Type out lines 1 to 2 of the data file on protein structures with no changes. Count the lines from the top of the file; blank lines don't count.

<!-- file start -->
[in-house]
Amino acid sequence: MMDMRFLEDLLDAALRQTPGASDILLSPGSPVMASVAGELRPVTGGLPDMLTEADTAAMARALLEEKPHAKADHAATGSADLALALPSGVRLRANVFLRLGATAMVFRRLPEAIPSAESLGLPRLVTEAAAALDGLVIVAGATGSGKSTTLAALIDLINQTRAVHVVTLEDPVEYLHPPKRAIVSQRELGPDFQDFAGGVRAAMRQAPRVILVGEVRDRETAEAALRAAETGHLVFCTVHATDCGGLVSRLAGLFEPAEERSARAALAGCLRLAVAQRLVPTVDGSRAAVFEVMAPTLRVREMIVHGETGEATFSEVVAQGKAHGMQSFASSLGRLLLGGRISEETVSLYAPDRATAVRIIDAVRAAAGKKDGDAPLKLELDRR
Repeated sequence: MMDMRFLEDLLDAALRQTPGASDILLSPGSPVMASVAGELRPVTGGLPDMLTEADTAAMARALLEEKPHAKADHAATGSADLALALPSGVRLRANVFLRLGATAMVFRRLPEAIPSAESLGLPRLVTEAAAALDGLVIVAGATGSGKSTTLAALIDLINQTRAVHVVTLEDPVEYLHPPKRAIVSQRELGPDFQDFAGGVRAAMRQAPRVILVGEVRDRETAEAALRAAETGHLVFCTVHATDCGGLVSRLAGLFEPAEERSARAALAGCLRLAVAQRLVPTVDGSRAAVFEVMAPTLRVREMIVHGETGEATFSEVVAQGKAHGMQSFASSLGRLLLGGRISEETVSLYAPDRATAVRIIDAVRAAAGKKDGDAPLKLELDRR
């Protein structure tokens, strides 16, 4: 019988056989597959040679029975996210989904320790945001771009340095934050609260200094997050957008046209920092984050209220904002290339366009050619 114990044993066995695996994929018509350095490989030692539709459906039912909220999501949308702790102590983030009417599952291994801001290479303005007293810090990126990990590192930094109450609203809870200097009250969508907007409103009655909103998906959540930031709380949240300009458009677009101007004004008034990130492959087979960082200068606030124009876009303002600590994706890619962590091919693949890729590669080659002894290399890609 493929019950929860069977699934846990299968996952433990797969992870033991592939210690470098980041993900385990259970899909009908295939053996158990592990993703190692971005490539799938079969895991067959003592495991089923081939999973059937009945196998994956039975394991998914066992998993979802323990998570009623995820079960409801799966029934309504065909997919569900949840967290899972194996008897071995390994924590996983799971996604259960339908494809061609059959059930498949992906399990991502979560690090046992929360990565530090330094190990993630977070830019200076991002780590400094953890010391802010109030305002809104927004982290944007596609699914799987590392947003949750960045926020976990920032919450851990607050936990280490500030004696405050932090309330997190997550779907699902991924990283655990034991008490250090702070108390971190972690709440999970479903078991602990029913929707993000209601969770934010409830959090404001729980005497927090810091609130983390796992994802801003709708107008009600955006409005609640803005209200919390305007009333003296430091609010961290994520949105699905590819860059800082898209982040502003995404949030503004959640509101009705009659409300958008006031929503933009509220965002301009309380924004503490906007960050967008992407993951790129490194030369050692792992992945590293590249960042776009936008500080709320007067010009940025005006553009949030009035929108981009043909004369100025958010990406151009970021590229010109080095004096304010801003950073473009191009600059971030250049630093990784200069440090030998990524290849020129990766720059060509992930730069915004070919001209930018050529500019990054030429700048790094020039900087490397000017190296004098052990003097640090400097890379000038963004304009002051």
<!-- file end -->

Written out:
[in-house]
Amino acid sequence: MMDMRFLEDLLDAALRQTPGASDILLSPGSPVMASVAGELRPVTGGLPDMLTEADTAAMARALLEEKPHAKADHAATGSADLALALPSGVRLRANVFLRLGATAMVFRRLPEAIPSAESLGLPRLVTEAAAALDGLVIVAGATGSGKSTTLAALIDLINQTRAVHVVTLEDPVEYLHPPKRAIVSQRELGPDFQDFAGGVRAAMRQAPRVILVGEVRDRETAEAALRAAETGHLVFCTVHATDCGGLVSRLAGLFEPAEERSARAALAGCLRLAVAQRLVPTVDGSRAAVFEVMAPTLRVREMIVHGETGEATFSEVVAQGKAHGMQSFASSLGRLLLGGRISEETVSLYAPDRATAVRIIDAVRAAAGKKDGDAPLKLELDRR